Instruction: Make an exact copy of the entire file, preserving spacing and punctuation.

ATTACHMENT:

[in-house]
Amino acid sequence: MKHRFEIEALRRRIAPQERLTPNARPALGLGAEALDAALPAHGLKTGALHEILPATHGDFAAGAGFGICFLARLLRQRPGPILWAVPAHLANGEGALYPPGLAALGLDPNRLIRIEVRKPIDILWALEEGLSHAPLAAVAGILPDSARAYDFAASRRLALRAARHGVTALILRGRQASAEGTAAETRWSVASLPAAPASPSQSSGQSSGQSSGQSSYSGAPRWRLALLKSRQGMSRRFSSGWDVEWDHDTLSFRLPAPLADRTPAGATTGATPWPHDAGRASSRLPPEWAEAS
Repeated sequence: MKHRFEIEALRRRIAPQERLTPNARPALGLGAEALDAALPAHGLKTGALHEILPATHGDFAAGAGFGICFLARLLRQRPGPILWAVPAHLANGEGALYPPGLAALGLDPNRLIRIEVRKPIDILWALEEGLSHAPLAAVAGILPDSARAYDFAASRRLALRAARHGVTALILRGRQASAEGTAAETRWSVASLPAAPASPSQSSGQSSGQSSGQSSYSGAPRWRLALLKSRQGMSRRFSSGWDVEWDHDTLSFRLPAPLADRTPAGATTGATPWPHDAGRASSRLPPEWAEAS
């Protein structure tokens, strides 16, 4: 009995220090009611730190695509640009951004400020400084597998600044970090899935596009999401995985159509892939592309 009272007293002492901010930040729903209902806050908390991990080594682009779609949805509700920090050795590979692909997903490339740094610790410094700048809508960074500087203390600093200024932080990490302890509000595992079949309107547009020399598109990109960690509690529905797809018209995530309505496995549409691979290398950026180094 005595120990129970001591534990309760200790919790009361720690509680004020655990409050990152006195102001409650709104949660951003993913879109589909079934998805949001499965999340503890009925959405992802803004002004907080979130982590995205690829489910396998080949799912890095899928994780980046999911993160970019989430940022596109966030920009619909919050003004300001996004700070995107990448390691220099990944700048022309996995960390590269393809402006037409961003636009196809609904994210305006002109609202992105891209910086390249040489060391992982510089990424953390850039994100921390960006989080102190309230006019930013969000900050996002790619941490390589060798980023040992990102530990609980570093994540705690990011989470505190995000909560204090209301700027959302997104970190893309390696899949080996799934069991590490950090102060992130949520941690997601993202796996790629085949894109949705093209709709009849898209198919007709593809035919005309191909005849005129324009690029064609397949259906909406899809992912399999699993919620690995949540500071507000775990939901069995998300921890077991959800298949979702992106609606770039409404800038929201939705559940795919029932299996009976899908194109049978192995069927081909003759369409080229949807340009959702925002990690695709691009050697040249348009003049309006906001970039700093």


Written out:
[in-house]
Amino acid sequence: MKHRFEIEALRRRIAPQERLTPNARPALGLGAEALDAALPAHGLKTGALHEILPATHGDFAAGAGFGICFLARLLRQRPGPILWAVPAHLANGEGALYPPGLAALGLDPNRLIRIEVRKPIDILWALEEGLSHAPLAAVAGILPDSARAYDFAASRRLALRAARHGVTALILRGRQASAEGTAAETRWSVASLPAAPASPSQSSGQSSGQSSGQSSYSGAPRWRLALLKSRQGMSRRFSSGWDVEWDHDTLSFRLPAPLADRTPAGATTGATPWPHDAGRASSRLPPEWAEAS
Repeated sequence: MKHRFEIEALRRRIAPQERLTPNARPALGLGAEALDAALPAHGLKTGALHEILPATHGDFAAGAGFGICFLARLLRQRPGPILWAVPAHLANGEGALYPPGLAALGLDPNRLIRIEVRKPIDILWALEEGLSHAPLAAVAGILPDSARAYDFAASRRLALRAARHGVTALILRGRQASAEGTAAETRWSVASLPAAPASPSQSSGQSSGQSSGQSSYSGAPRWRLALLKSRQGMSRRFSSGWDVEWDHDTLSFRLPAPLADRTPAGATTGATPWPHDAGRASSRLPPEWAEAS
């Protein structure tokens, strides 16, 4: 009995220090009611730190695509640009951004400020400084597998600044970090899935596009999401995985159509892939592309 009272007293002492901010930040729903209902806050908390991990080594682009779609949805509700920090050795590979692909997903490339740094610790410094700048809508960074500087203390600093200024932080990490302890509000595992079949309107547009020399598109990109960690509690529905797809018209995530309505496995549409691979290398950026180094 005595120990129970001591534990309760200790919790009361720690509680004020655990409050990152006195102001409650709104949660951003993913879109589909079934998805949001499965999340503890009925959405992802803004002004907080979130982590995205690829489910396998080949799912890095899928994780980046999911993160970019989430940022596109966030920009619909919050003004300001996004700070995107990448390691220099990944700048022309996995960390590269393809402006037409961003636009196809609904994210305006002109609202992105891209910086390249040489060391992982510089990424953390850039994100921390960006989080102190309230006019930013969000900050996002790619941490390589060798980023040992990102530990609980570093994540705690990011989470505190995000909560204090209301700027959302997104970190893309390696899949080996799934069991590490950090102060992130949520941690997601993202796996790629085949894109949705093209709709009849898209198919007709593809035919005309191909005849005129324009690029064609397949259906909406899809992912399999699993919620690995949540500071507000775990939901069995998300921890077991959800298949979702992106609606770039409404800038929201939705559940795919029932299996009976899908194109049978192995069927081909003759369409080229949807340009959702925002990690695709691009050697040249348009003049309006906001970039700093």